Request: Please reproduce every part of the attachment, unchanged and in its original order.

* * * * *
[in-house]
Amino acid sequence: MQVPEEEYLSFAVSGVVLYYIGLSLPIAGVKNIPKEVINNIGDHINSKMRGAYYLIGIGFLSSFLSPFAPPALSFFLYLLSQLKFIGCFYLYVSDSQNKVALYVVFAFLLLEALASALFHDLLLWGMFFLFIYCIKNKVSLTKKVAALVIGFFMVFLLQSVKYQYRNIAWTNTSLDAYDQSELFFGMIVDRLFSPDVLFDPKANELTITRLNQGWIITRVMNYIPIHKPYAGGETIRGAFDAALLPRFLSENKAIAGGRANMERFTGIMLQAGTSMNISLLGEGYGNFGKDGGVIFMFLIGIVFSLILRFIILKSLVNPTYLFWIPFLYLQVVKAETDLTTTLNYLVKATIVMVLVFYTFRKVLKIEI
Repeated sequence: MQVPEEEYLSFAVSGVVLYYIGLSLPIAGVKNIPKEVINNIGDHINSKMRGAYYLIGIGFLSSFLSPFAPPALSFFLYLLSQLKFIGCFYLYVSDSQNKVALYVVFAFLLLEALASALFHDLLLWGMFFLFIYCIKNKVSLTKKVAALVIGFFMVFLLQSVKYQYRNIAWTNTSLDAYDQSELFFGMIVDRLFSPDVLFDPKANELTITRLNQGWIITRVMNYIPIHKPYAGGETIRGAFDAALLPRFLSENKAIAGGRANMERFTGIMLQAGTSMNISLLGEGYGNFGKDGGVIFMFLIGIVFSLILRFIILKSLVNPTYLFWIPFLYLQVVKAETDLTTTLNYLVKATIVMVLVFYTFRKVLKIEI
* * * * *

[in-house]
Amino acid sequence: MQVPEEEYLSFAVSGVVLYYIGLSLPIAGVKNIPKEVINNIGDHINSKMRGAYYLIGIGFLSSFLSPFAPPALSFFLYLLSQLKFIGCFYLYVSDSQNKVALYVVFAFLLLEALASALFHDLLLWGMFFLFIYCIKNKVSLTKKVAALVIGFFMVFLLQSVKYQYRNIAWTNTSLDAYDQSELFFGMIVDRLFSPDVLFDPKANELTITRLNQGWIITRVMNYIPIHKPYAGGETIRGAFDAALLPRFLSENKAIAGGRANMERFTGIMLQAGTSMNISLLGEGYGNFGKDGGVIFMFLIGIVFSLILRFIILKSLVNPTYLFWIPFLYLQVVKAETDLTTTLNYLVKATIVMVLVFYTFRKVLKIEI
Repeated sequence: MQVPEEEYLSFAVSGVVLYYIGLSLPIAGVKNIPKEVINNIGDHINSKMRGAYYLIGIGFLSSFLSPFAPPALSFFLYLLSQLKFIGCFYLYVSDSQNKVALYVVFAFLLLEALASALFHDLLLWGMFFLFIYCIKNKVSLTKKVAALVIGFFMVFLLQSVKYQYRNIAWTNTSLDAYDQSELFFGMIVDRLFSPDVLFDPKANELTITRLNQGWIITRVMNYIPIHKPYAGGETIRGAFDAALLPRFLSENKAIAGGRANMERFTGIMLQAGTSMNISLLGEGYGNFGKDGGVIFMFLIGIVFSLILRFIILKSLVNPTYLFWIPFLYLQVVKAETDLTTTLNYLVKATIVMVLVFYTFRKVLKIEI